That team was not a great team, and they could not impose their style. They lacked a Lawson. This year, Carolina still lacks a Lawson. And they’re still not a great team.

Lucky for them, they do have Harrison Barnes. Wisconsin made zero halftime adjustments (Why would they?) and Roy Williams’ only move seemed to be an insistence that Marshall feed Barnes on the right wing on almost every possession. If Marshall couldn’t create, the offense would run through the star. At that time, he had just six points. He’d end the game with 20.

The high-water mark for Wisconsin came at the under-12 timeout, when they held a 36-31 lead. That was also the moment when cracks began to show in the rigorous Big Ten facade. In the next eight minutes, the Badgers scored five points, and at the same time, Barnes emerged from his shell. He scored seven of the Heels’ next 11 points to establish a four-point lead, and hit another 3-pointer put the game out of reach at 47-41 with just under seven minutes left. Or that’s how it felt, anyway.

For the record, here are the ways I’ve noticed Harrison Barnes score with any consistency:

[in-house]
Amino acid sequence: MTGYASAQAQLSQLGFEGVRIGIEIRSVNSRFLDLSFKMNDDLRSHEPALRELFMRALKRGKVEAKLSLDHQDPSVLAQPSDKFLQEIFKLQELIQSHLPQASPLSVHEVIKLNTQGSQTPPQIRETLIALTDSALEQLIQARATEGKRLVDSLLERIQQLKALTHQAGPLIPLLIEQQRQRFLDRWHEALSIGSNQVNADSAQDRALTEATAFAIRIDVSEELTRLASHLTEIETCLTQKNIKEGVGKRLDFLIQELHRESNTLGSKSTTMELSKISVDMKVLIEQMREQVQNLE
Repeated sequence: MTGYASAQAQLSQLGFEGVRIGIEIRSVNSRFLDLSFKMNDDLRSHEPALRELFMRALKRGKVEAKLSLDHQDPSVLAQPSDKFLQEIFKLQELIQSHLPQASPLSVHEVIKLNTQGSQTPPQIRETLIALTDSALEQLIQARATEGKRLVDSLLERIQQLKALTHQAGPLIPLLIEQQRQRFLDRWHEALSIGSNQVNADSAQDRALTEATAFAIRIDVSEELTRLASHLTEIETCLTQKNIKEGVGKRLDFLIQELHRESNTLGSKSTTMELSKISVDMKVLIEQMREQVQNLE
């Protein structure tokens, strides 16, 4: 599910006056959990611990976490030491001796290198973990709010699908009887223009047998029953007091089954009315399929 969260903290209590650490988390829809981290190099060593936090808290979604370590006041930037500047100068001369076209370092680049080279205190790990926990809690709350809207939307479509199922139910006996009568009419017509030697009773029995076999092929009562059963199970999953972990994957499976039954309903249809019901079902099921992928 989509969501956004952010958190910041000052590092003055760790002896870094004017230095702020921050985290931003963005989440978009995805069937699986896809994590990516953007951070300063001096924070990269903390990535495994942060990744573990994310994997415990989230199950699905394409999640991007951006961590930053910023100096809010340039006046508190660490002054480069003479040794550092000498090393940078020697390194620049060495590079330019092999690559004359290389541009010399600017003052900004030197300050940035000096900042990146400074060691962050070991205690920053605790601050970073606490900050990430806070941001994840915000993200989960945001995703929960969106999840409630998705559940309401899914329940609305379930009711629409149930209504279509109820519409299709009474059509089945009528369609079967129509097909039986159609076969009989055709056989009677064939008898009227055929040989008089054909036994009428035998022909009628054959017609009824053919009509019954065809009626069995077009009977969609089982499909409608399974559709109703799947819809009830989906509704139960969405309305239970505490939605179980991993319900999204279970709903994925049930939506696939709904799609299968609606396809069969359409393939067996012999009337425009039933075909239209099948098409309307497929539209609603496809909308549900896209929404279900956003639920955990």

1. Open jump shot
    2. Jump shot off a screen
    3. Pull-up jump shot off one dribble, usually to the left
    4. Turn-around jump shot from the post
    5. Two to three dribbles, back to the basket, spinning fadeaway

The game ended with a flurry of scoring and fouls (during which Carolina nearly collapsed), and a final score that still wasn’t low enough to accurately depict the pace of play. The home team emerged with a win, sure, but wasn’t this supposed to be the year when they wouldn’t have to be rescued by late heroics from Barnes? What, exactly, is different about this season?

As of today, Carolina is a collection of very good players without a true catalyst. Running the offense through Barnes is not a valid long-term solution, and Marshall’s court genius can only carry him so far in the absence of quickness. It’s all too easy for Zeller and Henson to be isolated underneath, and if Marshall can’t force help-side defenders to stop him, Carolina can forget about open 3s. They attempted just nine against Wisconsin.

The Tar Heels will play a very different kind of game against Kentucky on Saturday, but the essential riddle still has to be solved. Who’s the creator? As of now, the likely candidates seem less viable than anyone imagined.

Previously by Shane Ryan:
About Last Night: Tar Heels Bounce Back
Duke-Ohio State: The Perils of Panic
Fantasy Fantasy Football
Challenge Talk: An ACC Fan Gets Real With A Big Ten Fan
College Football Recap: The Eye in the Storm


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Filed Under: College Basketball, Shane Ryan, UNC, Wisconsin

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Shane Ryan is a contributing writer for Grantland. His book about the young stars of the PGA Tour will be published by Random House in early 2015.

Archive @ ShaneRyanHere